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Straight to the question: Does anything have a good resource for details of what changed between IE6 and IE7, specifically that might make IE6 unable to connect to HTTPS resources on a IIS7 (Windows 2008) based web servers? Our assumption is that the servers are only accepting newer protocol versions/variants than IE6 can not cope with, but we can not find where this might be configured.

To cut a short story long:

We've hit a problem with a couple of web servers running a client application. Since a pile of local policy changes and other registry settings were changed as a result of the client having penetration testers review the configuration, Internet Explorer 6 has refused to connect to the site via HTTPS (the error reported is the default "cannot find server or DNS error" message). IE7 and IE8 are fine, as are other browsers we have tried (FireFox on Windows, FF on Ubuntu, links, ...) though this is a moot point as many of the users more-or-less exclusively use IE6. IE6 is happy to access the same resources on the same IIS installations via HTTP.

Going through the changes that are documented we have found nothing obvious that has made this the case, and even applying all the changes to one of our test servers does not create the problem, those one of the changes was with regard to pulling in non-local policies so I suspect that this is where the problem comes from.

I've not been able to find any useful information by searching (many many sites documenting how to perform the most basic SSL configuration on the web server and get certificates trusted by client applications and such, but no word apparently relating to this issue), nor has anything obvious jumped out at me while scanning through the local policies documentation for the web server from Microsoft.

Telling the client to upgrade from IE6 is, unfortunately, not an option. I'm loath to tell them to simply rebuild the web server(s) and being more careful which check-boxes they click next time, but it is getting to be point where that might have to be our recommendation...

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2 Answers

up vote 2 down vote accepted

Have you sniffed the client-to-server handshake between IE6 and the IIS machines yet? (http://en.wikipedia.org/wiki/Transport_Layer_Security#TLS_handshake_in_detail) I suspect that this will give you the first bit of information about what's going wrong, especially if you compare the handshake to a working IE7-based client-to-server conversation. An incompatible handshake is my guess as to what's happening.

Here's Microsoft's "official" "changes to HTTPS in IE 7" document: http://msdn.microsoft.com/en-us/library/bb250503(VS.85).aspx

I'm wondering about the "Use TLS 1.0" checkbox in the "Advanced" settings of your IE6 clients. IE7 enables TLS 1.0 by default, and IE6 disables it. It's unclear if your Customer's pentesters played around with the settings on the servers, clients, or both. I can imagine that, assuming they were playing around with the servers, they disabled SSL v2 on the servers (see http://support.microsoft.com/kb/187498) but didn't tell anybody to enable TLS 1.0 on the IE6 clients.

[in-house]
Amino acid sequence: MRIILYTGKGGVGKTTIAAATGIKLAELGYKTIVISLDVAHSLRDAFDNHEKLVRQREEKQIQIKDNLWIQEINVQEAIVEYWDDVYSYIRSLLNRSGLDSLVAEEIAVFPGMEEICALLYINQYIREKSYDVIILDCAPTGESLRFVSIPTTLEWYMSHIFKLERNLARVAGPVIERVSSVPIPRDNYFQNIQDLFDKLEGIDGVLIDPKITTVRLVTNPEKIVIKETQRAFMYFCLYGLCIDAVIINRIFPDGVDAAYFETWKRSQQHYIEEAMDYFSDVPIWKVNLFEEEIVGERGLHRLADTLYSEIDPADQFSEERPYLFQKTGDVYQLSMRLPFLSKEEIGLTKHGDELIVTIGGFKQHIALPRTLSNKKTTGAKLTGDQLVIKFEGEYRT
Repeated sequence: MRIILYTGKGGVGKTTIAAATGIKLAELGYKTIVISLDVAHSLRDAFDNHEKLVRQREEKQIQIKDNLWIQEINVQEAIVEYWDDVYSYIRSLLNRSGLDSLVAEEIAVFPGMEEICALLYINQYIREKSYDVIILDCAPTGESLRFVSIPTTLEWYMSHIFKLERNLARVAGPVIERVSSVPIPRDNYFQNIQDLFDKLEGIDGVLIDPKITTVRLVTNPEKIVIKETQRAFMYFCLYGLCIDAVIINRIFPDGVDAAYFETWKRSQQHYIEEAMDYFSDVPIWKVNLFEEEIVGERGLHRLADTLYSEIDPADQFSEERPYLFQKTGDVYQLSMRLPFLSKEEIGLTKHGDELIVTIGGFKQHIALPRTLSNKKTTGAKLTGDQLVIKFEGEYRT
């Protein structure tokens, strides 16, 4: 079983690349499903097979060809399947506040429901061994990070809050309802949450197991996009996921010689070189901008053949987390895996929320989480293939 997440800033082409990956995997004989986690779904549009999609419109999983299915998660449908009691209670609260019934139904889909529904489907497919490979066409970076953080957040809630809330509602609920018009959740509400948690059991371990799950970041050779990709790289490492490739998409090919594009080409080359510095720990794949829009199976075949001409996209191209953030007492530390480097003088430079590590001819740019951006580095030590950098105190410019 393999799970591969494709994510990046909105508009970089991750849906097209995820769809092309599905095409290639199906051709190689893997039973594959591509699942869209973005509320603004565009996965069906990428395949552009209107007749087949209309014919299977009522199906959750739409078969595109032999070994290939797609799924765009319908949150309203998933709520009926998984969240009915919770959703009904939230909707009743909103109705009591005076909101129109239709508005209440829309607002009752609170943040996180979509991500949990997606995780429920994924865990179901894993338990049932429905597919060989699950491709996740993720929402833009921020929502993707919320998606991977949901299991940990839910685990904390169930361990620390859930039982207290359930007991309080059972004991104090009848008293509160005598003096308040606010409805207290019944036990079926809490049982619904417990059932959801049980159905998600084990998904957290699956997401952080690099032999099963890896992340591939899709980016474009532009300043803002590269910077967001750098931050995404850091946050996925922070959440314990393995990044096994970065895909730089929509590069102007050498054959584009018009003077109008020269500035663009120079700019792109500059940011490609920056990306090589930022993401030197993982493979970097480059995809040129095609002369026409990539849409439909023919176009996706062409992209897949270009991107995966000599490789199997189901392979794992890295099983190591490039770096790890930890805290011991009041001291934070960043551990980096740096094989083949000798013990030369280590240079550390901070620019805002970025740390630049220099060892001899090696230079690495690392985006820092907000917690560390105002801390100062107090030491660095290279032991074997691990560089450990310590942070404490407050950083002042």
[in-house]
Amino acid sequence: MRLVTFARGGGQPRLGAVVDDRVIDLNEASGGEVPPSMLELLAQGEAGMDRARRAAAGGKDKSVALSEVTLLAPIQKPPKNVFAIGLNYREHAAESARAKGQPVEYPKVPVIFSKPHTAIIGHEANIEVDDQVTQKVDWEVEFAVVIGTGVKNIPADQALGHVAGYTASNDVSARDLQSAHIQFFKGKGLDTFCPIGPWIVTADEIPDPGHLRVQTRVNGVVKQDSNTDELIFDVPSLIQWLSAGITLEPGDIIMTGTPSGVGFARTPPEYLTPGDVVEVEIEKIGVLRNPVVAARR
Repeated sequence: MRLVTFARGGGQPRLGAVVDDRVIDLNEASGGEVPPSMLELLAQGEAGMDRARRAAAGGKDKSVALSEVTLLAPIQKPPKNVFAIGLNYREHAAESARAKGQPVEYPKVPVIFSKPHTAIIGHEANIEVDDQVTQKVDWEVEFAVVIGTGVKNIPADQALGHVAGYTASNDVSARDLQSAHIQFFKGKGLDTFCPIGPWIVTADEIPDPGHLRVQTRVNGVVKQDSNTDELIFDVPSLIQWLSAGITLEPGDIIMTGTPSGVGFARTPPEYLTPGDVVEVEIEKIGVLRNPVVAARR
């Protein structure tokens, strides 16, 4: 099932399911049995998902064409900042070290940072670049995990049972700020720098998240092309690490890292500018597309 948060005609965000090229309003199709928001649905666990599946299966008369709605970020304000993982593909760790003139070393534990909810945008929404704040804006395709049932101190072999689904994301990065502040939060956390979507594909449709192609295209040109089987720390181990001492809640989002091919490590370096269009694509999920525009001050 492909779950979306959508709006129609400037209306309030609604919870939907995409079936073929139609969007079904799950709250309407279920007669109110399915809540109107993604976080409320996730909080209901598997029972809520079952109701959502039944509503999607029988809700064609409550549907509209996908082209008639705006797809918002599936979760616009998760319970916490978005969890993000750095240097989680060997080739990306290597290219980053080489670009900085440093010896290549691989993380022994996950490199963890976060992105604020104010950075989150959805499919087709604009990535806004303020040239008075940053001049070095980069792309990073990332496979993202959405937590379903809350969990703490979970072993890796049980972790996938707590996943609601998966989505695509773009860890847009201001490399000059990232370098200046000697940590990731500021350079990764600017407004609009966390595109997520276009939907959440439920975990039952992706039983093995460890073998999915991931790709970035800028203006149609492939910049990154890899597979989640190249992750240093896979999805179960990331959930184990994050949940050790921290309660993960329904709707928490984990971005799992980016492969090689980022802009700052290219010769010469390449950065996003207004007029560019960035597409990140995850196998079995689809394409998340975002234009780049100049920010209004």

On the servers, they would have altered/created the "Enabled" DWORD value under "HKEY_LOCAL_MACHINE\SYSTEM\CurrentControlSet\Control\SecurityProviders\SCHANNEL\Protocols\SSL 2.0\Server" and set it to 0, assuming they did disable SSL v2.

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I wasn't aware that TLS was disabled by default in IE6. I'm pretty sure that only the servers have been tweaked so that looks like a very likely cause. Thanks for the other pointers to. I'll read around so I've got some pointers to pass on next time I have access to people who have admin access to those machines. –  David Spillett Jul 20 '09 at 11:49
    
It would appear that it is an SSL3/TLS/algo issue. Turning on TLS in IE6 fixes the issue (but the client can do that across the board without six weeks of change request documentation!). The policy that caused the incompatibility was "Use FIPS compliant algorithms for encryption, hashing and signing". –  David Spillett Jul 20 '09 at 13:17
    
Excellent! The psychic powers pay off again... Sorry to hear that the client can't make the change easily, but fortunately this sounds like a management problem now and not a technical one. –  Evan Anderson Jul 20 '09 at 13:35
    
Yeah, I've had this one as well - we're required to use FIPS compliant algorithms on our servers for compliance with BS7799 (well, that's what our assessors say; I'm not convinced the standard actually says that) so we're endlessly telling IE6 users to turn the relevant option on. –  Richard Gadsden Feb 24 '10 at 15:19
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As a test to trace down the source of the error: Does the connection via the webbrowser control work? You can use for example the iMacros Browser 30-day trial for this test. It uses the same engine as IE, but with a different wrapper.

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